Game action between the Tigers and the Phillies
Where’s the ball?  Can you find it in this match between the Rangers and the White Sox?
Sharpshooter Theo Haberli of the White Sox, “Player of the Game”

Majors

Royals vs Mariners – Saturday, January 26, 2019
The Royals faced the Mariners in a close match on Saturday, leading by only one point at half time. Tensions started rising in the second half as they were up by 3 points at the end of the third and led by 9 points when the buzzer rang at the end of the 4th quarter. The team watch tensely as the Mariners took a whopping 26 free throw shots. Fortunately for the Royals, the Mariners were only able to land 11 of them giving them a 2-point lead before the Royals took their chance. Griffin Pine landed 2 of 2 and then Keenan Bryant landed a third giving the Royals a second straight win with a final score of 53-52. Bryant was player of the game having gained 20 points. The Royals score was also helped with 14 points from Pine, followed by Jack Froom with 6, Xailoh Hermosillo with 5, Jaxson Glowacki, 4, and 2 each from Luke Khosla and Nathan Norman. Glowacki’s impressive rebounding skills helped to keep the Royals afloat in the first half, along with a strong defensive block by Pine, and a couple quicks steals by Hermosillo.  Submitted by Wendy Hermosillo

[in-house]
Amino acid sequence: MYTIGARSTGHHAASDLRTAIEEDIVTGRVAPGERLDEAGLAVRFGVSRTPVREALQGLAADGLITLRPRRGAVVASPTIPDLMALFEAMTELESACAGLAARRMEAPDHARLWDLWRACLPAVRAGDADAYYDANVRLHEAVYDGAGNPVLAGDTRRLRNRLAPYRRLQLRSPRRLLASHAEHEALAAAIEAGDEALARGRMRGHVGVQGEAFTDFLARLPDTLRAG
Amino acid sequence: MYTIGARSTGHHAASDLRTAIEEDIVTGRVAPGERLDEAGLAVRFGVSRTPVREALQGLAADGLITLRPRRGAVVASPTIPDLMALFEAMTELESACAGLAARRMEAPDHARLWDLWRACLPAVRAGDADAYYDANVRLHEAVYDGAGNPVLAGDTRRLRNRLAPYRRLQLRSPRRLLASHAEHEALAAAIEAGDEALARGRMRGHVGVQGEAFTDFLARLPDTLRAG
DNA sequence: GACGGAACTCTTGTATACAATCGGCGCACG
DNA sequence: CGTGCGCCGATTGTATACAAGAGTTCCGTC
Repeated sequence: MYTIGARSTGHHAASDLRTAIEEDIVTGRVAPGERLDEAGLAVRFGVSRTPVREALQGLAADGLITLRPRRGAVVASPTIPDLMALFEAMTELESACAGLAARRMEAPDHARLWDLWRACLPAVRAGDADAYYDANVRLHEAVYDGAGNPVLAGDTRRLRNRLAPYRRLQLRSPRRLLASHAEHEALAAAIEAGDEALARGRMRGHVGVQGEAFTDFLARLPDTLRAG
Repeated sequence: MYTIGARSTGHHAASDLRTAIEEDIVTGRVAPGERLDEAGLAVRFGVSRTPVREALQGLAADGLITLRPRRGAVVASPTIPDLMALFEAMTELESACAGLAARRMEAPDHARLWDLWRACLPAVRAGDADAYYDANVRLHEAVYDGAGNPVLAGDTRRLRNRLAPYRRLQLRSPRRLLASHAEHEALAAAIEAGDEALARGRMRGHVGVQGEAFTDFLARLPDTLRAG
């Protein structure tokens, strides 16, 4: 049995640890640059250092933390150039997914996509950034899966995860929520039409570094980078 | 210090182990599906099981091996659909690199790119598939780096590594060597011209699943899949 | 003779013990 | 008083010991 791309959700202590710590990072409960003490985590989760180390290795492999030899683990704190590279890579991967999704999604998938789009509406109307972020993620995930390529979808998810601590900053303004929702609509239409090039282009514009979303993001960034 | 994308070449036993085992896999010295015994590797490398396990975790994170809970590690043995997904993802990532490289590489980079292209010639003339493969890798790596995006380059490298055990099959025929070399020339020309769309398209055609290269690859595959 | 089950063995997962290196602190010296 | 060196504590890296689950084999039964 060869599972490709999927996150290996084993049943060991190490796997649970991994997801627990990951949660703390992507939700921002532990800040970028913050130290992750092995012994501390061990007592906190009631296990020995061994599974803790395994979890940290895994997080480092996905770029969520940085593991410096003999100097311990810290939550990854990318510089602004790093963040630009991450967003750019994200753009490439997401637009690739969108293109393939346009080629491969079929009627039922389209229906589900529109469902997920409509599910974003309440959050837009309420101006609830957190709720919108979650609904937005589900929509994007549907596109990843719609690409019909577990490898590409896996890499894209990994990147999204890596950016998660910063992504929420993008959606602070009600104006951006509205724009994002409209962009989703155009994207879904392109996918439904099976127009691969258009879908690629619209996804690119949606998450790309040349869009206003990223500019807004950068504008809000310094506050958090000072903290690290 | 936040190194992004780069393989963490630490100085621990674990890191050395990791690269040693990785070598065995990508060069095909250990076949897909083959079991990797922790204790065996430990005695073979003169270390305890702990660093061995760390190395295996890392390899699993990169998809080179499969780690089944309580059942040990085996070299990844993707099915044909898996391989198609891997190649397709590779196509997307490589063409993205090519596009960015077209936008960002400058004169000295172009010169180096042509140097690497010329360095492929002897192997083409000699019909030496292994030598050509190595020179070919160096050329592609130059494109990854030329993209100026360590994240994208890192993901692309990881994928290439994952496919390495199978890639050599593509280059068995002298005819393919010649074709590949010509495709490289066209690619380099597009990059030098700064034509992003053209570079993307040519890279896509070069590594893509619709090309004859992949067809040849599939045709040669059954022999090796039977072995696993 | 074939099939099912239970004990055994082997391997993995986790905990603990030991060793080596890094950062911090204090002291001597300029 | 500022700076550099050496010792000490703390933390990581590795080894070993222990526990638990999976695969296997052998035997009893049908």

The Royals Keenan Bryant got “Player of the Game” for his clutch three pointer in the last minute, and game winning free throw in a thrilling match between the Royals and the Mariners

Angels over the Rangers.  This game was all about our defense, as we held the Rangers to 6 points in the first half and coasted to a 33-15 victory.  Granted, the Rangers had no luck with the hoop, as half their shots seemed to rim out, but we played well on defense for 4 quarters. Timosha Moncher led us with 16 points, but this was a team effort on both sides of the ball.  Amir Jahromi, Lorenzo Stabilini, and Dom Kajota filled the stat sheet with their solid all-around play, but extra props go out to Sheamus Daniels, Taylor Chen, and Sebastian Fouquette.  With a few of our players missing, those 3 got some extra playing time and played very well.  Submitted by Coach Rick Moncher